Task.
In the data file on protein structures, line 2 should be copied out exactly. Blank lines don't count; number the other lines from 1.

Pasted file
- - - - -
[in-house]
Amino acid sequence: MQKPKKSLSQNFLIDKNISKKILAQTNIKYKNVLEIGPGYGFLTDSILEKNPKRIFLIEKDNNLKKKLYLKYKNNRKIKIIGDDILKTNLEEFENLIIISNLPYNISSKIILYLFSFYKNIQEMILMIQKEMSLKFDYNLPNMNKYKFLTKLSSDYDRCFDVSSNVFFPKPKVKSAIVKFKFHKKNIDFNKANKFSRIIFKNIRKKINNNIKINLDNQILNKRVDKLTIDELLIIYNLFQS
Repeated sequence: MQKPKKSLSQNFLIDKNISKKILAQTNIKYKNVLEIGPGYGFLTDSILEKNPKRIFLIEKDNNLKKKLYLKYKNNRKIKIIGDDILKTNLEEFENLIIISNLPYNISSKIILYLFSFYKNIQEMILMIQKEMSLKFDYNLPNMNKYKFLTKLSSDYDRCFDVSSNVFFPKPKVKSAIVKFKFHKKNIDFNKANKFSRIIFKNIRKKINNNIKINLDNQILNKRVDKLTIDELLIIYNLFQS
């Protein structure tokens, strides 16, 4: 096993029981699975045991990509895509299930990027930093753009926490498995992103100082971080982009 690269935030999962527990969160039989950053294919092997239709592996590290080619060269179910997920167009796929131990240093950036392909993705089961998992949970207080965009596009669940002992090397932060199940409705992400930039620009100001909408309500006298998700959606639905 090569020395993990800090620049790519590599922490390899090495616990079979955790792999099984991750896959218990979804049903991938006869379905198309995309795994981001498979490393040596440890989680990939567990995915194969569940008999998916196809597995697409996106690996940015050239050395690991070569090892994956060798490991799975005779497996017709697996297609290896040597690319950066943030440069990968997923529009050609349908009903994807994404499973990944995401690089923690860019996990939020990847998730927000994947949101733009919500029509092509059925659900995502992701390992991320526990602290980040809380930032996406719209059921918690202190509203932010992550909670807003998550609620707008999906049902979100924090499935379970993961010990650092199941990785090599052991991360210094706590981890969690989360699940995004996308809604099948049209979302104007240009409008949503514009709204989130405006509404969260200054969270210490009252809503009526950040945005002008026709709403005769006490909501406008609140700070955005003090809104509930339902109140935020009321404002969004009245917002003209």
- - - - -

Amino acid sequence: MQKPKKSLSQNFLIDKNISKKILAQTNIKYKNVLEIGPGYGFLTDSILEKNPKRIFLIEKDNNLKKKLYLKYKNNRKIKIIGDDILKTNLEEFENLIIISNLPYNISSKIILYLFSFYKNIQEMILMIQKEMSLKFDYNLPNMNKYKFLTKLSSDYDRCFDVSSNVFFPKPKVKSAIVKFKFHKKNIDFNKANKFSRIIFKNIRKKINNNIKINLDNQILNKRVDKLTIDELLIIYNLFQS